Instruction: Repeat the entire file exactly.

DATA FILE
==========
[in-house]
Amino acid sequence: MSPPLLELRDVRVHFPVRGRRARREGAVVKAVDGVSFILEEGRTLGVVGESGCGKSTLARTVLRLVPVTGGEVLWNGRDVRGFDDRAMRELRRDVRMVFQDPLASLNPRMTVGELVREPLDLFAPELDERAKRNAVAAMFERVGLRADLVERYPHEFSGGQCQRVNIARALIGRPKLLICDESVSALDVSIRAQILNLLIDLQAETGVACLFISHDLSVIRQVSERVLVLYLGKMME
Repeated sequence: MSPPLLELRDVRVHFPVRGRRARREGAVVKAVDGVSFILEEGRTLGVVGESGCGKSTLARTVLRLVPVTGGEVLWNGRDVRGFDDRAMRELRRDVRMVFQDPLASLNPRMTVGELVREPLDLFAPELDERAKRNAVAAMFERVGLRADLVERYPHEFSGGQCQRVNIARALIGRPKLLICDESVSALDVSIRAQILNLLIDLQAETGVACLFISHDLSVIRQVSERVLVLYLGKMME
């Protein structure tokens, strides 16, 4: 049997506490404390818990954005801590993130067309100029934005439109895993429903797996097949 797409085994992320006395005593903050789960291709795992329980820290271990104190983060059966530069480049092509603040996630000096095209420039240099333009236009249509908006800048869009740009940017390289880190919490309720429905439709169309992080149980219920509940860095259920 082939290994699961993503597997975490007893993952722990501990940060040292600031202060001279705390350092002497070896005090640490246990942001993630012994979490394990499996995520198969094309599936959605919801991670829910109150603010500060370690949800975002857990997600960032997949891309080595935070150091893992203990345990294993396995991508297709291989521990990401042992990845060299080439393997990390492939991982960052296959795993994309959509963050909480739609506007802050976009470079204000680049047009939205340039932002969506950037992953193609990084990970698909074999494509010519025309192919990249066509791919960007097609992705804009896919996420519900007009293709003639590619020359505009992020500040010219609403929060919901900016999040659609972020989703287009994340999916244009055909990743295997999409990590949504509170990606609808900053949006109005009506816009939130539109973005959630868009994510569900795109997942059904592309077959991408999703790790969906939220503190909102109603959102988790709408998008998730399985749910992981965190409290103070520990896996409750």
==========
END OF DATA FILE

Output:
[in-house]
Amino acid sequence: MSPPLLELRDVRVHFPVRGRRARREGAVVKAVDGVSFILEEGRTLGVVGESGCGKSTLARTVLRLVPVTGGEVLWNGRDVRGFDDRAMRELRRDVRMVFQDPLASLNPRMTVGELVREPLDLFAPELDERAKRNAVAAMFERVGLRADLVERYPHEFSGGQCQRVNIARALIGRPKLLICDESVSALDVSIRAQILNLLIDLQAETGVACLFISHDLSVIRQVSERVLVLYLGKMME
Repeated sequence: MSPPLLELRDVRVHFPVRGRRARREGAVVKAVDGVSFILEEGRTLGVVGESGCGKSTLARTVLRLVPVTGGEVLWNGRDVRGFDDRAMRELRRDVRMVFQDPLASLNPRMTVGELVREPLDLFAPELDERAKRNAVAAMFERVGLRADLVERYPHEFSGGQCQRVNIARALIGRPKLLICDESVSALDVSIRAQILNLLIDLQAETGVACLFISHDLSVIRQVSERVLVLYLGKMME
């Protein structure tokens, strides 16, 4: 049997506490404390818990954005801590993130067309100029934005439109895993429903797996097949 797409085994992320006395005593903050789960291709795992329980820290271990104190983060059966530069480049092509603040996630000096095209420039240099333009236009249509908006800048869009740009940017390289880190919490309720429905439709169309992080149980219920509940860095259920 082939290994699961993503597997975490007893993952722990501990940060040292600031202060001279705390350092002497070896005090640490246990942001993630012994979490394990499996995520198969094309599936959605919801991670829910109150603010500060370690949800975002857990997600960032997949891309080595935070150091893992203990345990294993396995991508297709291989521990990401042992990845060299080439393997990390492939991982960052296959795993994309959509963050909480739609506007802050976009470079204000680049047009939205340039932002969506950037992953193609990084990970698909074999494509010519025309192919990249066509791919960007097609992705804009896919996420519900007009293709003639590619020359505009992020500040010219609403929060919901900016999040659609972020989703287009994340999916244009055909990743295997999409990590949504509170990606609808900053949006109005009506816009939130539109973005959630868009994510569900795109997942059904592309077959991408999703790790969906939220503190909102109603959102988790709408998008998730399985749910992981965190409290103070520990896996409750």